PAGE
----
|Alma mater|| University of Manchester |
|Institutions||University of Southampton|
Anne Elizabeth Curry (who publishes as Anne Curry and A. E. Curry) (born 27 May 1954) is an English historian.
She is professor of Medieval history at the University of Southampton and dean of the Faculty of Humanities. She is former editor of the Journal of Medieval History , and a specialist in the Hundred Years' War.
She graduated with BA and MA degrees from the University of Manchester before obtaining a PhD from Teesside Polytechnic on ‘Military Organization in Lancastrian Normandy 1422-50'.
She was president of the Historical Association from 2008 to 2011. She was also a vice-president of the Royal Historical Society.
The Battle of Agincourt was an English victory in the Hundred Years' War. It took place on 25 October 1415 near Azincourt, in northern France. The unexpected English victory against the numerically superior French army boosted English morale and prestige, crippled France and started a new period of English dominance in the war.
Henry V, also called Henry of Monmouth, was King of England from 1413 until his death in 1422. Despite his relatively short reign, Henry's outstanding military successes in the Hundred Years' War against France made England one of the strongest military powers in Europe. Immortalised in Shakespeare's "Henriad" plays, Henry is known and celebrated as one of the greatest warrior kings of medieval England.
Richard of Conisbrough, 3rd Earl of Cambridge was the second son of Edmund of Langley, 1st Duke of York, and Isabella of Castile, Duchess of York. He was beheaded for his part in the Southampton Plot, a conspiracy against King Henry V. He was the father of Richard Plantagenet, 3rd Duke of York, and the grandfather of King Edward IV and King Richard III.
John of Lancaster, 1st Duke of Bedford KG was a medieval English prince, general and statesman who commanded England's armies in France during a critical phase of the Hundred Years' War. Bedford was the third son of King Henry IV of England, brother to Henry V, and acted as regent of France for his nephew Henry VI. Despite his military and administrative talent, the situation in France had severely deteriorated by the time of his death.
John Talbot, 1st Earl of Shrewsbury, 1st Earl of Waterford, 7th Baron Talbot, KG, known as "Old Talbot", was an English nobleman and a noted military commander during the Hundred Years' War. He was the most renowned in England and most feared in France of the English captains in the last stages of the conflict. Known as a tough, cruel, and quarrelsome man, Talbot distinguished himself militarily in a time of decline for the English. Called the "English Achilles" and the "Terror of the French", he is lavishly praised in the plays of Shakespeare. The manner of his death, leading a charge against artillery, has come to symbolize the passing of the age of chivalry. He also held the subsidiary titles of 10th Baron Strange of Blackmere and 6th Baron Furnivalljure uxoris.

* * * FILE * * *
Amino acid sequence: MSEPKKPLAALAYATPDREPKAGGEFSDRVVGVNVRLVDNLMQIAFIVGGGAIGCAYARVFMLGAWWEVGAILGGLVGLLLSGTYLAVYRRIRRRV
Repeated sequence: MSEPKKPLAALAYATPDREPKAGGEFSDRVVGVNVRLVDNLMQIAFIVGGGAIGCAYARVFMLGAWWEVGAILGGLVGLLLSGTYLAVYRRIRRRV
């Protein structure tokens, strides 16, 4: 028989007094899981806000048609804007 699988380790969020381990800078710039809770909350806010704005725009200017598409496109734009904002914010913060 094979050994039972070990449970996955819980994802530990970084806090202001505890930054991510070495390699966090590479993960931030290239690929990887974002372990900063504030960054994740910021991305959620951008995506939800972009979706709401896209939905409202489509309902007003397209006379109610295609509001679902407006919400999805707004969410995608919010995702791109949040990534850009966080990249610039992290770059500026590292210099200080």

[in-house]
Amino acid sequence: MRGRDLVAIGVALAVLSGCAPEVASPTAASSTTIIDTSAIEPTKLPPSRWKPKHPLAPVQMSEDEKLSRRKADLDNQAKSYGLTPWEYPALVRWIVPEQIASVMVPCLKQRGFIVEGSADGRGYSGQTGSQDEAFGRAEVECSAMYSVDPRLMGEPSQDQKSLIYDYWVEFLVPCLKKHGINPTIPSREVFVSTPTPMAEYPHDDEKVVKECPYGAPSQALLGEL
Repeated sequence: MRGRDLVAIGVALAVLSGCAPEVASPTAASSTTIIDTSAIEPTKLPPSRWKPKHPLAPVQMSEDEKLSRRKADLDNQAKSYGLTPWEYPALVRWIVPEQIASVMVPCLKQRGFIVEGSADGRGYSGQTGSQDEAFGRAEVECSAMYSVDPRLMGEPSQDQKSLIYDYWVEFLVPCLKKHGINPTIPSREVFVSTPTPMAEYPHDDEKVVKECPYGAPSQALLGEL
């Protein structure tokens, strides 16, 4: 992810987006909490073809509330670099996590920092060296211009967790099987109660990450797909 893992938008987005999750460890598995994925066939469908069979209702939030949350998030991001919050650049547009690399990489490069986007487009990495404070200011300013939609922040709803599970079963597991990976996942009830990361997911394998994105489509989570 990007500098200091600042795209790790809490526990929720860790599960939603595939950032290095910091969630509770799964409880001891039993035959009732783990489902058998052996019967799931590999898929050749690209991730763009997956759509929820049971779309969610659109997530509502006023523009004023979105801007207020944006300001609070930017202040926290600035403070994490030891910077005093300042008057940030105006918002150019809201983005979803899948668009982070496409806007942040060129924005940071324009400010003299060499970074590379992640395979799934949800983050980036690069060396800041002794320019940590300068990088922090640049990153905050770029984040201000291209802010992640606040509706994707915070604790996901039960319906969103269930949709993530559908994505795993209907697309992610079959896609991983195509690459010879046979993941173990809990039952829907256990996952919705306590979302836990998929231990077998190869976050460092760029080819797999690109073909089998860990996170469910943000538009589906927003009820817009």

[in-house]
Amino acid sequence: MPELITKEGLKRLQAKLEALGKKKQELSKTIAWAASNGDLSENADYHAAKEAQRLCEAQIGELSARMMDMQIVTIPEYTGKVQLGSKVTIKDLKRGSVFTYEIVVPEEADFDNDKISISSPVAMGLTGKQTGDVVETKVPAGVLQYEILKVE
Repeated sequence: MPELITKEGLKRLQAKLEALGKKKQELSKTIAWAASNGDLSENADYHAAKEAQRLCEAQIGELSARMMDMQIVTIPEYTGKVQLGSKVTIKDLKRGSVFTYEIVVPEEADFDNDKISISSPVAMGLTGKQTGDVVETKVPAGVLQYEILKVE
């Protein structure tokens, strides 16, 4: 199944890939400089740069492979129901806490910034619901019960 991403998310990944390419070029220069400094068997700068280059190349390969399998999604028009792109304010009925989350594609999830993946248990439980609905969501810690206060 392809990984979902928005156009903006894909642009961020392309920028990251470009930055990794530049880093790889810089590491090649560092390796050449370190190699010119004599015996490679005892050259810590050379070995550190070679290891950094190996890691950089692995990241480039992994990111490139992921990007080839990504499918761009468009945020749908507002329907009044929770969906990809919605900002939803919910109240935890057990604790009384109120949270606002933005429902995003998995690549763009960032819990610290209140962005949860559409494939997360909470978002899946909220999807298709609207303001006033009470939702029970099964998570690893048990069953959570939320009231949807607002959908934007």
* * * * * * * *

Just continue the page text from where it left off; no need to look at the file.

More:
The siege of Harfleur was conducted by the English army of King Henry V in Normandy, France, during the Hundred Years' War. The defenders of Harfleur surrendered to the English on terms and were treated as prisoners of war. The English army was considerably reduced by casualties and an outbreak of dysentery during the siege but marched towards Calais, less a garrison left behind at the port. The English were intercepted en route and fought the Battle of Agincourt, inflicting a huge defeat on the French.
Sir Thomas Erpingham was an English soldier and administrator who loyally served three generations of the House of Lancaster including English kings Henry IV and Henry V, and whose military career spanned four decades. After the Lancastrian usurpation of the English throne in 1399, his career in their service was transformed as he rose to national prominence, and through his access to royal patronage he acquired great wealth and influence.